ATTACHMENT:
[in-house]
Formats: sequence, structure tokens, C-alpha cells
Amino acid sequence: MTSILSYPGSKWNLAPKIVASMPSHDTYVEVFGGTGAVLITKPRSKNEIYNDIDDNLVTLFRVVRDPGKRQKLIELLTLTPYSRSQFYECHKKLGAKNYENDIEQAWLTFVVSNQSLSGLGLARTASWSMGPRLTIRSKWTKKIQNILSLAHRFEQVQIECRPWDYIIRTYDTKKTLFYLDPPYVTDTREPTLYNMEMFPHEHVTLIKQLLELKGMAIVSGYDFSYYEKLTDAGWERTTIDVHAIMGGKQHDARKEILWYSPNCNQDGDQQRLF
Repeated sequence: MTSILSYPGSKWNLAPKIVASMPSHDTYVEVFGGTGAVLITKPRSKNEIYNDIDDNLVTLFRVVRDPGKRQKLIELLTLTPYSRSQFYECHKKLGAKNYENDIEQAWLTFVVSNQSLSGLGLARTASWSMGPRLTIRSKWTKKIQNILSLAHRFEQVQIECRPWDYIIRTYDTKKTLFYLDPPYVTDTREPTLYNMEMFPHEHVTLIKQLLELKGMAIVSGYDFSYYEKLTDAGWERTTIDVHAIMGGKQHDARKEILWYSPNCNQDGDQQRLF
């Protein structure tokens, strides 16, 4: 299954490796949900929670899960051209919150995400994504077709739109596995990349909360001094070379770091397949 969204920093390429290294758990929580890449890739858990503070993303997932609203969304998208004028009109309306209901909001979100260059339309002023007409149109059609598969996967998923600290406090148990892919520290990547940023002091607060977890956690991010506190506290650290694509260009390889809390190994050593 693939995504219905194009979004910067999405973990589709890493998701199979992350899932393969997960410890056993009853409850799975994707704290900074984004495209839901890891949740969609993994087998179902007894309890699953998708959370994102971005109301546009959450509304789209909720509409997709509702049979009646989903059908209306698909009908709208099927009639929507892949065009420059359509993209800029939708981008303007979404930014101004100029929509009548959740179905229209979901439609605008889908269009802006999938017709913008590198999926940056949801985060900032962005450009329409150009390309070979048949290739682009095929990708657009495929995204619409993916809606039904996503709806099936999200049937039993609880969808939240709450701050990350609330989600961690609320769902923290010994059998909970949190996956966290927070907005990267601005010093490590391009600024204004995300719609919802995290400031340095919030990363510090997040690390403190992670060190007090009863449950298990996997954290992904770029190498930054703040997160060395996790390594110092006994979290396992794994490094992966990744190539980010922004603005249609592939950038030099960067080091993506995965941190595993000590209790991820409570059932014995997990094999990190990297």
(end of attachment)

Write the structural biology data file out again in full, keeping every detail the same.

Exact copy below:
[in-house]
Formats: sequence, structure tokens, C-alpha cells
Amino acid sequence: MTSILSYPGSKWNLAPKIVASMPSHDTYVEVFGGTGAVLITKPRSKNEIYNDIDDNLVTLFRVVRDPGKRQKLIELLTLTPYSRSQFYECHKKLGAKNYENDIEQAWLTFVVSNQSLSGLGLARTASWSMGPRLTIRSKWTKKIQNILSLAHRFEQVQIECRPWDYIIRTYDTKKTLFYLDPPYVTDTREPTLYNMEMFPHEHVTLIKQLLELKGMAIVSGYDFSYYEKLTDAGWERTTIDVHAIMGGKQHDARKEILWYSPNCNQDGDQQRLF
Repeated sequence: MTSILSYPGSKWNLAPKIVASMPSHDTYVEVFGGTGAVLITKPRSKNEIYNDIDDNLVTLFRVVRDPGKRQKLIELLTLTPYSRSQFYECHKKLGAKNYENDIEQAWLTFVVSNQSLSGLGLARTASWSMGPRLTIRSKWTKKIQNILSLAHRFEQVQIECRPWDYIIRTYDTKKTLFYLDPPYVTDTREPTLYNMEMFPHEHVTLIKQLLELKGMAIVSGYDFSYYEKLTDAGWERTTIDVHAIMGGKQHDARKEILWYSPNCNQDGDQQRLF
């Protein structure tokens, strides 16, 4: 299954490796949900929670899960051209919150995400994504077709739109596995990349909360001094070379770091397949 969204920093390429290294758990929580890449890739858990503070993303997932609203969304998208004028009109309306209901909001979100260059339309002023007409149109059609598969996967998923600290406090148990892919520290990547940023002091607060977890956690991010506190506290650290694509260009390889809390190994050593 693939995504219905194009979004910067999405973990589709890493998701199979992350899932393969997960410890056993009853409850799975994707704290900074984004495209839901890891949740969609993994087998179902007894309890699953998708959370994102971005109301546009959450509304789209909720509409997709509702049979009646989903059908209306698909009908709208099927009639929507892949065009420059359509993209800029939708981008303007979404930014101004100029929509009548959740179905229209979901439609605008889908269009802006999938017709913008590198999926940056949801985060900032962005450009329409150009390309070979048949290739682009095929990708657009495929995204619409993916809606039904996503709806099936999200049937039993609880969808939240709450701050990350609330989600961690609320769902923290010994059998909970949190996956966290927070907005990267601005010093490590391009600024204004995300719609919802995290400031340095919030990363510090997040690390403190992670060190007090009863449950298990996997954290992904770029190498930054703040997160060395996790390594110092006994979290396992794994490094992966990744190539980010922004603005249609592939950038030099960067080091993506995965941190595993000590209790991820409570059932014995997990094999990190990297």